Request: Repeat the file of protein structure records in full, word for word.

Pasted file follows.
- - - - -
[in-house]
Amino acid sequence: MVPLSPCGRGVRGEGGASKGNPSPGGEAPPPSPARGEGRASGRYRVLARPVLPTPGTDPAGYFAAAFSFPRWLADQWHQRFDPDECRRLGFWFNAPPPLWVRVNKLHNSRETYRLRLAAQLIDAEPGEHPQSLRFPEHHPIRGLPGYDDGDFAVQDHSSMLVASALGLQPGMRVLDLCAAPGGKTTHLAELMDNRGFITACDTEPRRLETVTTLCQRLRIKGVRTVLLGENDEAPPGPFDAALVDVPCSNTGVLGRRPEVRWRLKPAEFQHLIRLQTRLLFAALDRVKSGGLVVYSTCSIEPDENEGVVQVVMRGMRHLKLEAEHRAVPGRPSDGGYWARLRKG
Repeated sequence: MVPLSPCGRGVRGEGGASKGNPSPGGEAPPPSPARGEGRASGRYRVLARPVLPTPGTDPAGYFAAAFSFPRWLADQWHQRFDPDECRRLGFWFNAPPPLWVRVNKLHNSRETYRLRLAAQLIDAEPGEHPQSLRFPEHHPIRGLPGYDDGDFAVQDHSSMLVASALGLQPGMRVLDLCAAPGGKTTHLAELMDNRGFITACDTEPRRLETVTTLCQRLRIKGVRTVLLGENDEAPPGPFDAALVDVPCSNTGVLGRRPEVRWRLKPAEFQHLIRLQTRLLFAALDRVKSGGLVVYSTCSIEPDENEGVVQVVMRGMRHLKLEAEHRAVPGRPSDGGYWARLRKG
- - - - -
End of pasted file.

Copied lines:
[in-house]
Amino acid sequence: MVPLSPCGRGVRGEGGASKGNPSPGGEAPPPSPARGEGRASGRYRVLARPVLPTPGTDPAGYFAAAFSFPRWLADQWHQRFDPDECRRLGFWFNAPPPLWVRVNKLHNSRETYRLRLAAQLIDAEPGEHPQSLRFPEHHPIRGLPGYDDGDFAVQDHSSMLVASALGLQPGMRVLDLCAAPGGKTTHLAELMDNRGFITACDTEPRRLETVTTLCQRLRIKGVRTVLLGENDEAPPGPFDAALVDVPCSNTGVLGRRPEVRWRLKPAEFQHLIRLQTRLLFAALDRVKSGGLVVYSTCSIEPDENEGVVQVVMRGMRHLKLEAEHRAVPGRPSDGGYWARLRKG
Repeated sequence: MVPLSPCGRGVRGEGGASKGNPSPGGEAPPPSPARGEGRASGRYRVLARPVLPTPGTDPAGYFAAAFSFPRWLADQWHQRFDPDECRRLGFWFNAPPPLWVRVNKLHNSRETYRLRLAAQLIDAEPGEHPQSLRFPEHHPIRGLPGYDDGDFAVQDHSSMLVASALGLQPGMRVLDLCAAPGGKTTHLAELMDNRGFITACDTEPRRLETVTTLCQRLRIKGVRTVLLGENDEAPPGPFDAALVDVPCSNTGVLGRRPEVRWRLKPAEFQHLIRLQTRLLFAALDRVKSGGLVVYSTCSIEPDENEGVVQVVMRGMRHLKLEAEHRAVPGRPSDGGYWARLRKG